It then appears a sale generally prohibited by the act is authorized as an "isolated" sale when the intended meaning of the words "repeated and successive transactions of like character" has been ascertained, since an "isolated" sale is excluded as antonymous to "repeated and successive" sales.

The legislature, in using "isolated," "repeated and successive," intended these words to be understood as they are comprehended through common usage.

The word "isolated" means "placed alone or apart;" the word "repeated" means "occurring again and again;" and the word "successive" means "following one upon another." Webster's Third New International Dictionary.

It, therefore, appears that the legislative intent in using the words "repeated" and "successive" in the conjunctive was for the purpose of conveying the thought of a series of sales.

"Series" is defined as "a group of usu. three or more things or events standing or succeeding in order *566 and having like relationship to each other." Webster's Third New International Dictionary.

Also, ORS 59.120, by the use of the words "transactions of a like character," conveys the thought that in judging the series of acts, the acts shall be of the same kind.

1. In our opinion, this statute relating to an isolated transaction permits an owner or a corporation with unissued stock to make at least two sales of stock to two different individuals within a reasonable period of time before there is evidence upon which to make a comparison for the purpose of determining whether or not there has been sufficient violation of the privilege granted.

2, 3. While the burden of proof is upon the owner or corporation to establish that the transaction falls within the exemption, the testimony of the officers of the corporation is positive to the effect that the only sales, if the transaction with Allison can be considered a sale, were those to Allison and the plaintiff. Nor is there any other evidence in the record from which a contrary conclusion can be drawn.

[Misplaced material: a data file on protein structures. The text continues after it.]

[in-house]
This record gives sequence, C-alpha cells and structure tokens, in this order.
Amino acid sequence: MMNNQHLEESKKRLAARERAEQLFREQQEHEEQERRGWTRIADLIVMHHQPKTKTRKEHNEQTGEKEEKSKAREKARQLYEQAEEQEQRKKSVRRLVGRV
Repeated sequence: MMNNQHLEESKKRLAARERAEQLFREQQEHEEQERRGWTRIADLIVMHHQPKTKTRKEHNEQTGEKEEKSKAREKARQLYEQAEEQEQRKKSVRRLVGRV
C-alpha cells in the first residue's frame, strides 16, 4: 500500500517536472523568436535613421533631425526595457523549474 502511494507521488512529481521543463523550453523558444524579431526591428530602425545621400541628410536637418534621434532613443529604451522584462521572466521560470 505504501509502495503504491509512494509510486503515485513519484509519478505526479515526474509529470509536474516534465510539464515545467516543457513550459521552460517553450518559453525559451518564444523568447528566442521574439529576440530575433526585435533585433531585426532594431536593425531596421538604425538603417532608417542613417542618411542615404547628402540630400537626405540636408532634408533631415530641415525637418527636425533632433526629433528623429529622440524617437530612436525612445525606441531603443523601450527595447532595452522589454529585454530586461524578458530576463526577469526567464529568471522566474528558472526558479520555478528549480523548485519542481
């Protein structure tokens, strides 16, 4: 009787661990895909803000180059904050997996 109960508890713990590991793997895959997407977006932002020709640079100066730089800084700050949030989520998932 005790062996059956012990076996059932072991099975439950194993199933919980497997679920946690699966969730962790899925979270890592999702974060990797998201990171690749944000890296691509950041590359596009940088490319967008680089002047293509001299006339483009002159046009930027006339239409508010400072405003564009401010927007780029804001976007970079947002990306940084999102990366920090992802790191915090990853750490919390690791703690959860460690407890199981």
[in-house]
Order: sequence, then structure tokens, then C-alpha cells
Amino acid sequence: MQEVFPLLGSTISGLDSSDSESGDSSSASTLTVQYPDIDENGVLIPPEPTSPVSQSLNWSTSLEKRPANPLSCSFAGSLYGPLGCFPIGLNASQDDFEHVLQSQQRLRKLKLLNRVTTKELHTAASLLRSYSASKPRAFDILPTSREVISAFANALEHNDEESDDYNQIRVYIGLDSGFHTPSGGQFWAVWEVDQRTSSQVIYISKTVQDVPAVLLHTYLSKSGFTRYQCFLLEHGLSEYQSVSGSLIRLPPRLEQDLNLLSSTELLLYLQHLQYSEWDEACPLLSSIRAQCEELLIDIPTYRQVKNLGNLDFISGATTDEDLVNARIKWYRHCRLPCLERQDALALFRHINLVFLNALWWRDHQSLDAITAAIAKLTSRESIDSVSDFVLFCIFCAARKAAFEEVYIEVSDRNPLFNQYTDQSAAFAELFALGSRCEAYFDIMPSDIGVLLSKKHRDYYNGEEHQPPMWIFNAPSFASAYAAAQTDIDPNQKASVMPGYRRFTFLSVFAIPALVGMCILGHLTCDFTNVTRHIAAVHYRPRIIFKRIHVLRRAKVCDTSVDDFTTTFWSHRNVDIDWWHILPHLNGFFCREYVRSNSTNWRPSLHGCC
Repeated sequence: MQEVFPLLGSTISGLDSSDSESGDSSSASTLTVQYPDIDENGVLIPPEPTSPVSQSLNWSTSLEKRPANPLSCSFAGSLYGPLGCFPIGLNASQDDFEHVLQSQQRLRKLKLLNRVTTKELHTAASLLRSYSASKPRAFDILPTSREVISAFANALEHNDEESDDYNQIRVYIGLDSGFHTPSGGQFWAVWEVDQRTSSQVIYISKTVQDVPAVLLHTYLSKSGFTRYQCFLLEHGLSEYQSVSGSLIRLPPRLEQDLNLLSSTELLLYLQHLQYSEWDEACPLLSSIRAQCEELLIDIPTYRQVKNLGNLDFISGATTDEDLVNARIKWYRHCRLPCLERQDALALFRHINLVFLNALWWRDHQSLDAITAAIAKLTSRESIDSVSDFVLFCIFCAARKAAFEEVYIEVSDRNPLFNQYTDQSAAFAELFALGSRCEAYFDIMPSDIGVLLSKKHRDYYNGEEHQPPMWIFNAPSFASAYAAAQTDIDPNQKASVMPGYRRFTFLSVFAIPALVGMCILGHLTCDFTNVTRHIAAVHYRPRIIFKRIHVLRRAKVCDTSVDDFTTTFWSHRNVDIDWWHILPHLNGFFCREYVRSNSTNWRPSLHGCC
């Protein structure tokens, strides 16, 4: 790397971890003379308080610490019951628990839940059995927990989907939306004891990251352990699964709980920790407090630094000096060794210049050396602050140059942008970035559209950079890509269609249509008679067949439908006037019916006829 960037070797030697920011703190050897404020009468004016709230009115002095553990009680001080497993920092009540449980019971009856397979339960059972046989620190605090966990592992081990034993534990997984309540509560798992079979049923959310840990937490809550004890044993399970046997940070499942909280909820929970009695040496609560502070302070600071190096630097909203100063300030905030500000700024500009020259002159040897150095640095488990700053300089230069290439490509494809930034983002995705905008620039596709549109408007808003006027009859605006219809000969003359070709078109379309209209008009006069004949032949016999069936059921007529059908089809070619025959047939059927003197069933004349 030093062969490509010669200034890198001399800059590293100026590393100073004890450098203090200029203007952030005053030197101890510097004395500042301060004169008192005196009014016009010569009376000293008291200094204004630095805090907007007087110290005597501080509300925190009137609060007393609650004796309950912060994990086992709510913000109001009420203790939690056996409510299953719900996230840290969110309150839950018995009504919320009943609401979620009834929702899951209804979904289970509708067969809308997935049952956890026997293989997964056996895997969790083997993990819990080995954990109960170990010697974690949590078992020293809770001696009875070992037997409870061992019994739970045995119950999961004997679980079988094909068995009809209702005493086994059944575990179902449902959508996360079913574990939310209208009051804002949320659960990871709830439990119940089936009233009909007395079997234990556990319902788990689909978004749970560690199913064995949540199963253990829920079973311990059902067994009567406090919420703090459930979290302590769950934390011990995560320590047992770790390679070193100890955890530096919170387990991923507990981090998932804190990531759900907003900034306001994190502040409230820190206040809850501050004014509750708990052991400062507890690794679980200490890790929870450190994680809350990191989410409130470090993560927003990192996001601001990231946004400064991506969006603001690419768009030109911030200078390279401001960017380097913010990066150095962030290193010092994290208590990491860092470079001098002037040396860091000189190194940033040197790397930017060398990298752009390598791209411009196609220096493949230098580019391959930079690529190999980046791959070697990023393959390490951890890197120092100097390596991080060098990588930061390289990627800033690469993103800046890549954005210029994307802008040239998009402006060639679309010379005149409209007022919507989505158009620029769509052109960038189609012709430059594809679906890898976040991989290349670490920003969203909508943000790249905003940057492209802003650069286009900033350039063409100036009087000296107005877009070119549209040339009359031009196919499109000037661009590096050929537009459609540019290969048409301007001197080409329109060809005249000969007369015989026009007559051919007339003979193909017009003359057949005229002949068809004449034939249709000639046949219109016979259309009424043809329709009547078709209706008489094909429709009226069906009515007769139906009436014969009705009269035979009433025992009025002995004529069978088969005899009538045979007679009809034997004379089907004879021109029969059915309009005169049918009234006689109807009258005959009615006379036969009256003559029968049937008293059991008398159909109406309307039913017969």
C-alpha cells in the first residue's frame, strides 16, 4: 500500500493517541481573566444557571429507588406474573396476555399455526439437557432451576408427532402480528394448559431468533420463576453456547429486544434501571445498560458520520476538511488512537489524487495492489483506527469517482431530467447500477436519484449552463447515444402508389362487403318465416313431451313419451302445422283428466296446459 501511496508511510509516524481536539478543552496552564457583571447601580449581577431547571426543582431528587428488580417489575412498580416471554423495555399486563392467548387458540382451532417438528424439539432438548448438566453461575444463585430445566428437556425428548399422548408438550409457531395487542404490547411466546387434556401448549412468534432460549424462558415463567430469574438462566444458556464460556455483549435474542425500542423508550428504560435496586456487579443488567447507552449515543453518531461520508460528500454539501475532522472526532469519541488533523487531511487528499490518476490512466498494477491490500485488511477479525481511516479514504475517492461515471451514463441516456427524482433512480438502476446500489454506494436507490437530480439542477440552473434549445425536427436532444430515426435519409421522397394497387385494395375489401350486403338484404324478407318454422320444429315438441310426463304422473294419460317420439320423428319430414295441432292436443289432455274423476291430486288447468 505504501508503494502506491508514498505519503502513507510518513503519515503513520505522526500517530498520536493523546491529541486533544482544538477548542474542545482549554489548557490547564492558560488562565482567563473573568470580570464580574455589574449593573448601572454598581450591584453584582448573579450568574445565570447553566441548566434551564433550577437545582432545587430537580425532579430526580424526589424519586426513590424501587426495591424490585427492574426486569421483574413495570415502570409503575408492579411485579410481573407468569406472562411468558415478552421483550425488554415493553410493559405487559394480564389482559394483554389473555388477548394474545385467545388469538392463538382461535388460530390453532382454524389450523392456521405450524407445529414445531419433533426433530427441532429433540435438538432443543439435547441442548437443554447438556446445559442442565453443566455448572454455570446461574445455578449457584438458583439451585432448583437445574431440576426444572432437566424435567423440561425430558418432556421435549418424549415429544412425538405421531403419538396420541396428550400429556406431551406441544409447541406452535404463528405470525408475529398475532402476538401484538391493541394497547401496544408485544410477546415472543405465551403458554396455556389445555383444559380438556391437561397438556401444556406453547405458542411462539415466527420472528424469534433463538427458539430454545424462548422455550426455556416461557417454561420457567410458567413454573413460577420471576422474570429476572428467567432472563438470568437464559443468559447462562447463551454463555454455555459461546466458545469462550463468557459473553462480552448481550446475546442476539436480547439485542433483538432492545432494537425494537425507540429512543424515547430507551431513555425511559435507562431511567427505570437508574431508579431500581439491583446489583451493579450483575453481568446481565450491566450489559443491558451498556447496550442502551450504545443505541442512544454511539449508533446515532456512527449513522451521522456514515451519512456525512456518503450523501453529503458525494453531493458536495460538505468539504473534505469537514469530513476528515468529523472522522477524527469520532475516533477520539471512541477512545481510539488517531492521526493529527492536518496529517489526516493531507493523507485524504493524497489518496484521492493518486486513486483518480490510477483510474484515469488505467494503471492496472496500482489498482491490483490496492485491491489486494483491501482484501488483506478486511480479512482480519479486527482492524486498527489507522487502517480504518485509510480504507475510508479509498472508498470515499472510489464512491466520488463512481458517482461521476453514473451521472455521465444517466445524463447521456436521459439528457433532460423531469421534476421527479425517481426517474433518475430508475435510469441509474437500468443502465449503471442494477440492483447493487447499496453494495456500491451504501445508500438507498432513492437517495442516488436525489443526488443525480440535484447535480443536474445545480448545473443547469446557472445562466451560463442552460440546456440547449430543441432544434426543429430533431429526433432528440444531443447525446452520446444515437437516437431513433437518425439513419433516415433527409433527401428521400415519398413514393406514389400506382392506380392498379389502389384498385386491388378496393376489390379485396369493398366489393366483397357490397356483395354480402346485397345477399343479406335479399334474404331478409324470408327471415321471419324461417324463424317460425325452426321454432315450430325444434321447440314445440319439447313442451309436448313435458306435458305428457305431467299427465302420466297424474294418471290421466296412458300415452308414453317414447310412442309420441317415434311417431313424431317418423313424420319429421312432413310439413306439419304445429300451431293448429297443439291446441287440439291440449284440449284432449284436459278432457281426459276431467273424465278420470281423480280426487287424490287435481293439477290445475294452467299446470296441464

We are, therefore, of the opinion that the judgment of the trial court must be reversed and judgment entered for the defendants.

O'CONNELL, J., dissenting.

I am of the opinion that the trial court was right in holding that the sale of stock to plaintiff was not an isolated transaction within the meaning of ORS 59.120.

I understand the majority opinion to hold that more than two sales are necessary to constitute "repeated and successive" transactions. As I read the record in *567 this case there were more than two sales within the meaning of ORS 59.120 (2) as read with ORS 59.030 (1). Under the latter sections a sale includes every "attempt to dispose of a security or interest in a security for consideration." The record discloses one attempted sale and two completed sales. Thus there were three sales. They were all made or attempted to be made in succession for the same general purpose and all were made in a short period of time. The sales were, therefore, "repeated and successive."[1]

The three transactions, taken singly or compositely, involve the payment of a relatively small amount of money and the seller's purpose in making the sales appears to be free from any misrepresentation. But the Oregon Securities Law makes such considerations irrelevant in the proscription against the sale of unregistered securities. Perhaps the statutes should make allowances for transactions such as are involved here but they do not and the court must apply the statute as it finds it.

I would affirm the judgment.


[1] "We think that two sales of securities, made one after the other within a period of such reasonable time as to indicate that one general purpose actuates the vendor and that the sales promote the same aim and are not so detached and separated as to form no part of a single plan, would be `repeated and successive transactions.'" Kneeland v. Emerton, 280 Mass 371, 389, 183 NE 155, 163, 87 ALR 1 (1932), quoted with approval in Anderson v. Mikel Drilling Co., 257 Minn 487, 102 NW2d 293, 297-98 (1960) and Gales v. Weldon, 282 SW2d 522, 526 (Mo 1955).